Citizenship teachers' job woes
As in previous years, jobs have been scarcest in the North and in Wales, where there is a serious over-supply problem. The counties around London have had proportionally the greatest number of vacancies. Job adverts analysed for the spring term between January and the end of March suggested that there were more than 7,000 posts for classroom teachers advertised by secondary schools. In one week there were more than 400 adverts for maths teachers. By the end of July, there will probably have been some 20,000 secondary jobs advertised during the year. About three-quarters will have been basic classroom teacher posts; the rest will have been for heads of department or leadership scale positions.
One group who may struggle to find work in their subject are teachers of citizenship. With a couple of hundred trainees hunting for jobs and fewer than 100 mainstream posts on offer nationally, there is a serious imbalance. Teachers of this subject would do well to have a second subject they were willing to offer.
Flexibility is the key to job success at this time of year. Schools often find themselves with awkward pieces of the timetabling jigsaw to complete late in the summer term and welcome those who are prepared to multi-task.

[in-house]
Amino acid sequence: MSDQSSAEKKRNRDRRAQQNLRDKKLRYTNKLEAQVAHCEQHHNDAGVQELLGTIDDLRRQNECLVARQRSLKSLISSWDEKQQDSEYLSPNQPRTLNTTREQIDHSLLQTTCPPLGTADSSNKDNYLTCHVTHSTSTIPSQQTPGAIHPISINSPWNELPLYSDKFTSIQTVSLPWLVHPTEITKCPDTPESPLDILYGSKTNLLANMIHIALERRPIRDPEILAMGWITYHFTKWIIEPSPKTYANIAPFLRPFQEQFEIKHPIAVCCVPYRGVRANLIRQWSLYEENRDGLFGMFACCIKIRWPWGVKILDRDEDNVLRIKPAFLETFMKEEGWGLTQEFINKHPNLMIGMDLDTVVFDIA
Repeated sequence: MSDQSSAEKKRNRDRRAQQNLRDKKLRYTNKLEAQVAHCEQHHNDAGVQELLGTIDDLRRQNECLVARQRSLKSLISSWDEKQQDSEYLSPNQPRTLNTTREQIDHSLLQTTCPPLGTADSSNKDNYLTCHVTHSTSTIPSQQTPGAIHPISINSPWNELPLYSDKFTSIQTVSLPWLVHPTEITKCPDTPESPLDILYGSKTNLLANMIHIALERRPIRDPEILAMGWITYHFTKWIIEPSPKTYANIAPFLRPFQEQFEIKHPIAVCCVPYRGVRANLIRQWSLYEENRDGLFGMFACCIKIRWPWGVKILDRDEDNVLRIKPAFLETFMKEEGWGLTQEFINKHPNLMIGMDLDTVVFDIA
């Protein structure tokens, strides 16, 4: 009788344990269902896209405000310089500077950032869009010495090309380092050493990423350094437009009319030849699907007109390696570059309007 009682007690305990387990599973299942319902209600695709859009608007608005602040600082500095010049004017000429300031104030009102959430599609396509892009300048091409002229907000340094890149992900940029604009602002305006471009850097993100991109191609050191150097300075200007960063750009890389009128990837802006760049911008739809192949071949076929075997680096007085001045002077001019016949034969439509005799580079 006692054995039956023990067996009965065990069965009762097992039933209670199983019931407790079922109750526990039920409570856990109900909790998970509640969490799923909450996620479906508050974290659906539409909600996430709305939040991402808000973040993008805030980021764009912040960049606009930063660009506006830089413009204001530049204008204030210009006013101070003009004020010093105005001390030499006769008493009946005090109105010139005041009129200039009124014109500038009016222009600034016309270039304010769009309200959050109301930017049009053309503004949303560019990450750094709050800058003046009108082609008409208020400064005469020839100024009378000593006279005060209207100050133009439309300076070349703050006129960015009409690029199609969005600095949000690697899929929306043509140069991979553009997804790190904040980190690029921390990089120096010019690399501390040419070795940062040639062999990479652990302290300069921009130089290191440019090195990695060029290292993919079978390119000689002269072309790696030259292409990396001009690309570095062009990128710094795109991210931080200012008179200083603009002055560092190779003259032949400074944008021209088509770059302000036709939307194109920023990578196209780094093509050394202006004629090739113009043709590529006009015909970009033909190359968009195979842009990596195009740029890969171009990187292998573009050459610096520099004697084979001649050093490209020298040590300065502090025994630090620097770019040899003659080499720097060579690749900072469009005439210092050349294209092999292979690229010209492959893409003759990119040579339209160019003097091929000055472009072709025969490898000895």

Remember, although your degree of PGCE trained you for a specific age range and subject area, once you are qualified you can offer to teach anything.
Some schools will be pickier than others, but there have been posts with surprising combinations of subjects that have been advertised in The TES this year; dance and drama seems as obvious a combination to a head as does food technology and textiles, but psychology and sociology? If you can teach one well and are prepared to have a go at the other, you might be the best candidate who has applied.
Finally, figures published by the Government during April showed that the introduction of the 10 per cent non-contact time last September didn't result in any upsurge of teaching jobs for primary school teachers. The total number of teachers in the nursery and primary sector only rose around 2,500, on a workforce of more than 200,000. There was a rise of more than 10,000 in the number of what the DfES calls "other education support staff", a category that includes learning mentors and others not classified as teaching assistants. The number of teaching assistants rose by around 6,000 between January 2005 and January 2006. Overall, non-teaching staff numbers across all sectors rose by just under 20,000. This means that for every 100 teachers employed in schools, there is now the equivalent of nearly 75 support staff.